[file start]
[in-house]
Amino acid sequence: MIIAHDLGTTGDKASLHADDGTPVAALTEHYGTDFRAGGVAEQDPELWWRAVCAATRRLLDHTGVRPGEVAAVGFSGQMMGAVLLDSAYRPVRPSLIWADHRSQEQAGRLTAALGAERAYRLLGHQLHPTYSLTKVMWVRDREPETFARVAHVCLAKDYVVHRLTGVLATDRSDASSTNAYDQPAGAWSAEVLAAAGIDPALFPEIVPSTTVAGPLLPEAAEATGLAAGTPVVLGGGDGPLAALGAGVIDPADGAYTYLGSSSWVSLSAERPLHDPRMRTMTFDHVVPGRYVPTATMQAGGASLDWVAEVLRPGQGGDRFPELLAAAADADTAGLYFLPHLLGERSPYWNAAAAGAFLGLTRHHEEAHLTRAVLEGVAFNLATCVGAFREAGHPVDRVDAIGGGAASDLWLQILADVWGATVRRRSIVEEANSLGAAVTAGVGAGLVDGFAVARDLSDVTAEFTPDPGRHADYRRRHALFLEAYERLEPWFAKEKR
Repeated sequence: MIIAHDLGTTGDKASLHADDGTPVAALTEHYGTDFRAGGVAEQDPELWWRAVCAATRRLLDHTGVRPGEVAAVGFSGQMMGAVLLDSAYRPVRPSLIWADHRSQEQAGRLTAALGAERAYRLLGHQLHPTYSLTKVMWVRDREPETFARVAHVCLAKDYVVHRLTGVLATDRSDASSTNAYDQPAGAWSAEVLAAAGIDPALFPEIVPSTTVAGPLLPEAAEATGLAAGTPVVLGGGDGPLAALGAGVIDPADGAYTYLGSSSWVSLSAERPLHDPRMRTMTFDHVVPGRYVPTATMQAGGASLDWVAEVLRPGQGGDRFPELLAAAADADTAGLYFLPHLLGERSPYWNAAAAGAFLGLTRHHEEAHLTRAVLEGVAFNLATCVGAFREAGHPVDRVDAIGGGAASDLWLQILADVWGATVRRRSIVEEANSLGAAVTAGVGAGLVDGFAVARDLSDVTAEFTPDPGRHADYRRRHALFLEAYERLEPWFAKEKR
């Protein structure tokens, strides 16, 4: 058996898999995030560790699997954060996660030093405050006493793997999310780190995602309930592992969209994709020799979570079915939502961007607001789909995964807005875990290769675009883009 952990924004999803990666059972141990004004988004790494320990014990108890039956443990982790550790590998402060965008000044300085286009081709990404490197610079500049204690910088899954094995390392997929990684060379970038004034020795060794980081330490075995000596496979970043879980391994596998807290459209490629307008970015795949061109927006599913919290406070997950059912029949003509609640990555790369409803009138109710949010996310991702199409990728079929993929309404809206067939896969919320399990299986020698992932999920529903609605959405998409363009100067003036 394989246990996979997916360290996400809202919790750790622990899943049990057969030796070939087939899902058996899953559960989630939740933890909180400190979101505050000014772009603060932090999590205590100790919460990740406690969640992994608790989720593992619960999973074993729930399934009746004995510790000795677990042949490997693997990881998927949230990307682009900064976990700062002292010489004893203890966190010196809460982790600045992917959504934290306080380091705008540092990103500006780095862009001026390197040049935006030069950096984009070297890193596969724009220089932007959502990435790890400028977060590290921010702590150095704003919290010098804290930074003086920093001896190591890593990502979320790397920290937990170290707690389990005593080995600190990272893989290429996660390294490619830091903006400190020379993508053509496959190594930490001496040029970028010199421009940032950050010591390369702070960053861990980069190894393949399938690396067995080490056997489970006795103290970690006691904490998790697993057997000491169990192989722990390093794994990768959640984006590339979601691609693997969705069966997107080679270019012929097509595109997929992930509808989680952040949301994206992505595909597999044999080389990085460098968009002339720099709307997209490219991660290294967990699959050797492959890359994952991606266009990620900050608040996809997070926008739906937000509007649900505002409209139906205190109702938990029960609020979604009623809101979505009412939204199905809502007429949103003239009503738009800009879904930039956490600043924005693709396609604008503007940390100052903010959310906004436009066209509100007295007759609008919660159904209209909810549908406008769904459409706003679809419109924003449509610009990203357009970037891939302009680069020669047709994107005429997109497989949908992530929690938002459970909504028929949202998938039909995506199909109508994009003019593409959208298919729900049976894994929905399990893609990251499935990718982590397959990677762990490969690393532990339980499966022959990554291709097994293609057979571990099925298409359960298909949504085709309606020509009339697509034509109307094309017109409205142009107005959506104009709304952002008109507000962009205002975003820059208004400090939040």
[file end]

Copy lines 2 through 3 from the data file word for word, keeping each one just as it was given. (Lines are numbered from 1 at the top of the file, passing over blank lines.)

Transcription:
Amino acid sequence: MIIAHDLGTTGDKASLHADDGTPVAALTEHYGTDFRAGGVAEQDPELWWRAVCAATRRLLDHTGVRPGEVAAVGFSGQMMGAVLLDSAYRPVRPSLIWADHRSQEQAGRLTAALGAERAYRLLGHQLHPTYSLTKVMWVRDREPETFARVAHVCLAKDYVVHRLTGVLATDRSDASSTNAYDQPAGAWSAEVLAAAGIDPALFPEIVPSTTVAGPLLPEAAEATGLAAGTPVVLGGGDGPLAALGAGVIDPADGAYTYLGSSSWVSLSAERPLHDPRMRTMTFDHVVPGRYVPTATMQAGGASLDWVAEVLRPGQGGDRFPELLAAAADADTAGLYFLPHLLGERSPYWNAAAAGAFLGLTRHHEEAHLTRAVLEGVAFNLATCVGAFREAGHPVDRVDAIGGGAASDLWLQILADVWGATVRRRSIVEEANSLGAAVTAGVGAGLVDGFAVARDLSDVTAEFTPDPGRHADYRRRHALFLEAYERLEPWFAKEKR
Repeated sequence: MIIAHDLGTTGDKASLHADDGTPVAALTEHYGTDFRAGGVAEQDPELWWRAVCAATRRLLDHTGVRPGEVAAVGFSGQMMGAVLLDSAYRPVRPSLIWADHRSQEQAGRLTAALGAERAYRLLGHQLHPTYSLTKVMWVRDREPETFARVAHVCLAKDYVVHRLTGVLATDRSDASSTNAYDQPAGAWSAEVLAAAGIDPALFPEIVPSTTVAGPLLPEAAEATGLAAGTPVVLGGGDGPLAALGAGVIDPADGAYTYLGSSSWVSLSAERPLHDPRMRTMTFDHVVPGRYVPTATMQAGGASLDWVAEVLRPGQGGDRFPELLAAAADADTAGLYFLPHLLGERSPYWNAAAAGAFLGLTRHHEEAHLTRAVLEGVAFNLATCVGAFREAGHPVDRVDAIGGGAASDLWLQILADVWGATVRRRSIVEEANSLGAAVTAGVGAGLVDGFAVARDLSDVTAEFTPDPGRHADYRRRHALFLEAYERLEPWFAKEKR